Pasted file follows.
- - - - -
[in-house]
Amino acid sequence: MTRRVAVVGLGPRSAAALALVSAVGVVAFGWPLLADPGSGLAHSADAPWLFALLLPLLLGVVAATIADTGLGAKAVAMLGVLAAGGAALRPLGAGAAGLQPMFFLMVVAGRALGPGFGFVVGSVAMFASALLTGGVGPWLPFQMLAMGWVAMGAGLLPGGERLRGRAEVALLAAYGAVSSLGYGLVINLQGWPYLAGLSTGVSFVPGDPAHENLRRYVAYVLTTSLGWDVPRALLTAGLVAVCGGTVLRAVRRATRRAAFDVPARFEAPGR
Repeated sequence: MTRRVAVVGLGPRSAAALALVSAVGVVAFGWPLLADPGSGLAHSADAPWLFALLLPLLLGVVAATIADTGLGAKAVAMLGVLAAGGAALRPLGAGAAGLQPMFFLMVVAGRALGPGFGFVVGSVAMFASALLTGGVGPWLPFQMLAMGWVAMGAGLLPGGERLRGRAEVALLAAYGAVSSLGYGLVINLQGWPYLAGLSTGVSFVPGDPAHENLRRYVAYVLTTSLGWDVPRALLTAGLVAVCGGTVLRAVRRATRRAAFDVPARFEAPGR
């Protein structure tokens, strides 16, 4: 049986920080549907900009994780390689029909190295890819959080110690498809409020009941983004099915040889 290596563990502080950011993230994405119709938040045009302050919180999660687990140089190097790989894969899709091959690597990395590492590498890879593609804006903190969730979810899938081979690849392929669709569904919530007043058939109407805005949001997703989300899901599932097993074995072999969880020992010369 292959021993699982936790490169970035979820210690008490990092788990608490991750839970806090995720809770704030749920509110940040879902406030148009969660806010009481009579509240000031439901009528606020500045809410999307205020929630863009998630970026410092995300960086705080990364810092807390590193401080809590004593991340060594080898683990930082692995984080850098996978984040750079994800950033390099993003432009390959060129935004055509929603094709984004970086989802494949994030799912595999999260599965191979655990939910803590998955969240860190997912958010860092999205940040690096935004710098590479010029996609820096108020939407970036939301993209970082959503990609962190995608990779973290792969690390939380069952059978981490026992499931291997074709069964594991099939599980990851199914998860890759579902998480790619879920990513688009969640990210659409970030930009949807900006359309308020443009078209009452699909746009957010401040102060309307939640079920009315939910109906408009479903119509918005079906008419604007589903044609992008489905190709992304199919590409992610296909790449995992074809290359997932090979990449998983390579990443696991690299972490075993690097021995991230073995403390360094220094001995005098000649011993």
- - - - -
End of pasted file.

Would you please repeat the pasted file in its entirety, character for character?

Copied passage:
[in-house]
Amino acid sequence: MTRRVAVVGLGPRSAAALALVSAVGVVAFGWPLLADPGSGLAHSADAPWLFALLLPLLLGVVAATIADTGLGAKAVAMLGVLAAGGAALRPLGAGAAGLQPMFFLMVVAGRALGPGFGFVVGSVAMFASALLTGGVGPWLPFQMLAMGWVAMGAGLLPGGERLRGRAEVALLAAYGAVSSLGYGLVINLQGWPYLAGLSTGVSFVPGDPAHENLRRYVAYVLTTSLGWDVPRALLTAGLVAVCGGTVLRAVRRATRRAAFDVPARFEAPGR
Repeated sequence: MTRRVAVVGLGPRSAAALALVSAVGVVAFGWPLLADPGSGLAHSADAPWLFALLLPLLLGVVAATIADTGLGAKAVAMLGVLAAGGAALRPLGAGAAGLQPMFFLMVVAGRALGPGFGFVVGSVAMFASALLTGGVGPWLPFQMLAMGWVAMGAGLLPGGERLRGRAEVALLAAYGAVSSLGYGLVINLQGWPYLAGLSTGVSFVPGDPAHENLRRYVAYVLTTSLGWDVPRALLTAGLVAVCGGTVLRAVRRATRRAAFDVPARFEAPGR
């Protein structure tokens, strides 16, 4: 049986920080549907900009994780390689029909190295890819959080110690498809409020009941983004099915040889 290596563990502080950011993230994405119709938040045009302050919180999660687990140089190097790989894969899709091959690597990395590492590498890879593609804006903190969730979810899938081979690849392929669709569904919530007043058939109407805005949001997703989300899901599932097993074995072999969880020992010369 292959021993699982936790490169970035979820210690008490990092788990608490991750839970806090995720809770704030749920509110940040879902406030148009969660806010009481009579509240000031439901009528606020500045809410999307205020929630863009998630970026410092995300960086705080990364810092807390590193401080809590004593991340060594080898683990930082692995984080850098996978984040750079994800950033390099993003432009390959060129935004055509929603094709984004970086989802494949994030799912595999999260599965191979655990939910803590998955969240860190997912958010860092999205940040690096935004710098590479010029996609820096108020939407970036939301993209970082959503990609962190995608990779973290792969690390939380069952059978981490026992499931291997074709069964594991099939599980990851199914998860890759579902998480790619879920990513688009969640990210659409970030930009949807900006359309308020443009078209009452699909746009957010401040102060309307939640079920009315939910109906408009479903119509918005079906008419604007589903044609992008489905190709992304199919590409992610296909790449995992074809290359997932090979990449998983390579990443696991690299972490075993690097021995991230073995403390360094220094001995005098000649011993």